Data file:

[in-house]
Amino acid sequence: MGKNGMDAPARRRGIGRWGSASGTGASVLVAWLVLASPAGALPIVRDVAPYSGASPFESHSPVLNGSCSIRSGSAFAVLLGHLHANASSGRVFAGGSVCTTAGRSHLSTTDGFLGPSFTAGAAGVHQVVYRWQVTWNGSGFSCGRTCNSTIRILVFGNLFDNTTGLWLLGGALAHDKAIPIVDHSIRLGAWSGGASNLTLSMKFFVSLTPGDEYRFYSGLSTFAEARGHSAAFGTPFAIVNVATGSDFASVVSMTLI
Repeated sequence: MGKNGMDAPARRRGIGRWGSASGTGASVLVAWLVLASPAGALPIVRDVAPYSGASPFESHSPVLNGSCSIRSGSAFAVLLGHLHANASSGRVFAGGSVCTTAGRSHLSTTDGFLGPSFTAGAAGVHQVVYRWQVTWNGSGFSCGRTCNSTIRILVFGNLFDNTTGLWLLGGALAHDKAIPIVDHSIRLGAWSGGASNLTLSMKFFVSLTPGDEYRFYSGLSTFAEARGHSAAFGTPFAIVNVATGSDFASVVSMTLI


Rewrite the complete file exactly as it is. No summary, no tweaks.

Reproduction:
[in-house]
Amino acid sequence: MGKNGMDAPARRRGIGRWGSASGTGASVLVAWLVLASPAGALPIVRDVAPYSGASPFESHSPVLNGSCSIRSGSAFAVLLGHLHANASSGRVFAGGSVCTTAGRSHLSTTDGFLGPSFTAGAAGVHQVVYRWQVTWNGSGFSCGRTCNSTIRILVFGNLFDNTTGLWLLGGALAHDKAIPIVDHSIRLGAWSGGASNLTLSMKFFVSLTPGDEYRFYSGLSTFAEARGHSAAFGTPFAIVNVATGSDFASVVSMTLI
Repeated sequence: MGKNGMDAPARRRGIGRWGSASGTGASVLVAWLVLASPAGALPIVRDVAPYSGASPFESHSPVLNGSCSIRSGSAFAVLLGHLHANASSGRVFAGGSVCTTAGRSHLSTTDGFLGPSFTAGAAGVHQVVYRWQVTWNGSGFSCGRTCNSTIRILVFGNLFDNTTGLWLLGGALAHDKAIPIVDHSIRLGAWSGGASNLTLSMKFFVSLTPGDEYRFYSGLSTFAEARGHSAAFGTPFAIVNVATGSDFASVVSMTLI